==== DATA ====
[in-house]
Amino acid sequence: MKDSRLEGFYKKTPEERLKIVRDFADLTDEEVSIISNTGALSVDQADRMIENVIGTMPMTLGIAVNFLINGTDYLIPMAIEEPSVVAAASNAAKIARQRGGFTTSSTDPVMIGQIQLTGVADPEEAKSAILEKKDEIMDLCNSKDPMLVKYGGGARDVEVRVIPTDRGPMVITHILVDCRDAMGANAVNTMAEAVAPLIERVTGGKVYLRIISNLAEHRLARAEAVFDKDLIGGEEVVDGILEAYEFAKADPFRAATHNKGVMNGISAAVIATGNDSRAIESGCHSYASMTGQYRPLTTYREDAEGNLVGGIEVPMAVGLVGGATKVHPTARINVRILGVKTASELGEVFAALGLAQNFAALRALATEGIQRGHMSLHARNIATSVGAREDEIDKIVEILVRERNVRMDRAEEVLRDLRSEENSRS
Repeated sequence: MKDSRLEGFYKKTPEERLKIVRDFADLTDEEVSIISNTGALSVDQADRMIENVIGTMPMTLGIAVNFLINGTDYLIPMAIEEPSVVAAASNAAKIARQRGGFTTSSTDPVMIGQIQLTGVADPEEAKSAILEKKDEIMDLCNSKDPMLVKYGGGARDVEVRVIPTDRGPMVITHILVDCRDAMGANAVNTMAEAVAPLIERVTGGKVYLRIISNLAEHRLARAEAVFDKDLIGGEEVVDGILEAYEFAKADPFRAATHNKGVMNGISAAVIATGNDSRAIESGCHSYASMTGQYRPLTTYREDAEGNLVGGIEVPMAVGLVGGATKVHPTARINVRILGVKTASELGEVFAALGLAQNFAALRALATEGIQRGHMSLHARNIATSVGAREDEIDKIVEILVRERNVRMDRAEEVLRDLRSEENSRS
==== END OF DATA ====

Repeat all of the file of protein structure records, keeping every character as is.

[in-house]
Amino acid sequence: MKDSRLEGFYKKTPEERLKIVRDFADLTDEEVSIISNTGALSVDQADRMIENVIGTMPMTLGIAVNFLINGTDYLIPMAIEEPSVVAAASNAAKIARQRGGFTTSSTDPVMIGQIQLTGVADPEEAKSAILEKKDEIMDLCNSKDPMLVKYGGGARDVEVRVIPTDRGPMVITHILVDCRDAMGANAVNTMAEAVAPLIERVTGGKVYLRIISNLAEHRLARAEAVFDKDLIGGEEVVDGILEAYEFAKADPFRAATHNKGVMNGISAAVIATGNDSRAIESGCHSYASMTGQYRPLTTYREDAEGNLVGGIEVPMAVGLVGGATKVHPTARINVRILGVKTASELGEVFAALGLAQNFAALRALATEGIQRGHMSLHARNIATSVGAREDEIDKIVEILVRERNVRMDRAEEVLRDLRSEENSRS
Repeated sequence: MKDSRLEGFYKKTPEERLKIVRDFADLTDEEVSIISNTGALSVDQADRMIENVIGTMPMTLGIAVNFLINGTDYLIPMAIEEPSVVAAASNAAKIARQRGGFTTSSTDPVMIGQIQLTGVADPEEAKSAILEKKDEIMDLCNSKDPMLVKYGGGARDVEVRVIPTDRGPMVITHILVDCRDAMGANAVNTMAEAVAPLIERVTGGKVYLRIISNLAEHRLARAEAVFDKDLIGGEEVVDGILEAYEFAKADPFRAATHNKGVMNGISAAVIATGNDSRAIESGCHSYASMTGQYRPLTTYREDAEGNLVGGIEVPMAVGLVGGATKVHPTARINVRILGVKTASELGEVFAALGLAQNFAALRALATEGIQRGHMSLHARNIATSVGAREDEIDKIVEILVRERNVRMDRAEEVLRDLRSEENSRS